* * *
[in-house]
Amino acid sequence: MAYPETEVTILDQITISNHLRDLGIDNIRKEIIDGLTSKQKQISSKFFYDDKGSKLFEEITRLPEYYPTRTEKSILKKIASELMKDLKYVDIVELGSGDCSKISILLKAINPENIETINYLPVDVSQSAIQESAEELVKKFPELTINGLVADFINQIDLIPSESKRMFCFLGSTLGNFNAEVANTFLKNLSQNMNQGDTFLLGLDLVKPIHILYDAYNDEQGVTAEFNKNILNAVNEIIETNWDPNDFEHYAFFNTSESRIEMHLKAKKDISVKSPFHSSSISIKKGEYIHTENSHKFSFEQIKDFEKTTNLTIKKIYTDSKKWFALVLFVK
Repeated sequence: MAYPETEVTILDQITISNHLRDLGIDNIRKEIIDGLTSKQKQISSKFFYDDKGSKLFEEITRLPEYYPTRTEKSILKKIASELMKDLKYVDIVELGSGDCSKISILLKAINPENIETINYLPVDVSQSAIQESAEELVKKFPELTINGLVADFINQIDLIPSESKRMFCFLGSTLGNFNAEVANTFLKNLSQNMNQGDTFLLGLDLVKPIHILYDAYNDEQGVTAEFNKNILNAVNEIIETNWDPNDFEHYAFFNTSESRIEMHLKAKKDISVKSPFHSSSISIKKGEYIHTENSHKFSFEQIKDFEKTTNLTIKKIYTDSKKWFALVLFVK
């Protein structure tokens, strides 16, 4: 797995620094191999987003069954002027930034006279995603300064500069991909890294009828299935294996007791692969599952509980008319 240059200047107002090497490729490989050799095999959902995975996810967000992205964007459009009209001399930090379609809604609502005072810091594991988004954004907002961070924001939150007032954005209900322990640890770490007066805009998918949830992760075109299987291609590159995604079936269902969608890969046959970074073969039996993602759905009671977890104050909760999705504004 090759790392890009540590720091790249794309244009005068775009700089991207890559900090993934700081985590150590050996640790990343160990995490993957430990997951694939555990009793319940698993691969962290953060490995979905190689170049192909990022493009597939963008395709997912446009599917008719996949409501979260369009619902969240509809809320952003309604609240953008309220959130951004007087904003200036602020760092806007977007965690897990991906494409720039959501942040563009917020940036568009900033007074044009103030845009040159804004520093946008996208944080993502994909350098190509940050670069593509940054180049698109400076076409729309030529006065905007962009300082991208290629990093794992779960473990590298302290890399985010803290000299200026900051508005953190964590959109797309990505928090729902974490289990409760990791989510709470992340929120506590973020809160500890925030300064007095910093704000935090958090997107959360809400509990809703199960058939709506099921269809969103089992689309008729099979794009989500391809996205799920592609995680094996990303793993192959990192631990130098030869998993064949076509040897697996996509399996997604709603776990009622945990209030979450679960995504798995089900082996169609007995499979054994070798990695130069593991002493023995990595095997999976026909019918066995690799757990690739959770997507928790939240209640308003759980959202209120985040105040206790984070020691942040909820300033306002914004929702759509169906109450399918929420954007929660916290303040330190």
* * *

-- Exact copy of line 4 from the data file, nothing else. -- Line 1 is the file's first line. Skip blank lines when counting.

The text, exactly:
């Protein structure tokens, strides 16, 4: 797995620094191999987003069954002027930034006279995603300064500069991909890294009828299935294996007791692969599952509980008319 240059200047107002090497490729490989050799095999959902995975996810967000992205964007459009009209001399930090379609809604609502005072810091594991988004954004907002961070924001939150007032954005209900322990640890770490007066805009998918949830992760075109299987291609590159995604079936269902969608890969046959970074073969039996993602759905009671977890104050909760999705504004 090759790392890009540590720091790249794309244009005068775009700089991207890559900090993934700081985590150590050996640790990343160990995490993957430990997951694939555990009793319940698993691969962290953060490995979905190689170049192909990022493009597939963008395709997912446009599917008719996949409501979260369009619902969240509809809320952003309604609240953008309220959130951004007087904003200036602020760092806007977007965690897990991906494409720039959501942040563009917020940036568009900033007074044009103030845009040159804004520093946008996208944080993502994909350098190509940050670069593509940054180049698109400076076409729309030529006065905007962009300082991208290629990093794992779960473990590298302290890399985010803290000299200026900051508005953190964590959109797309990505928090729902974490289990409760990791989510709470992340929120506590973020809160500890925030300064007095910093704000935090958090997107959360809400509990809703199960058939709506099921269809969103089992689309008729099979794009989500391809996205799920592609995680094996990303793993192959990192631990130098030869998993064949076509040897697996996509399996997604709603776990009622945990209030979450679960995504798995089900082996169609007995499979054994070798990695130069593991002493023995990595095997999976026909019918066995690799757990690739959770997507928790939240209640308003759980959202209120985040105040206790984070020691942040909820300033306002914004929702759509169906109450399918929420954007929660916290303040330190």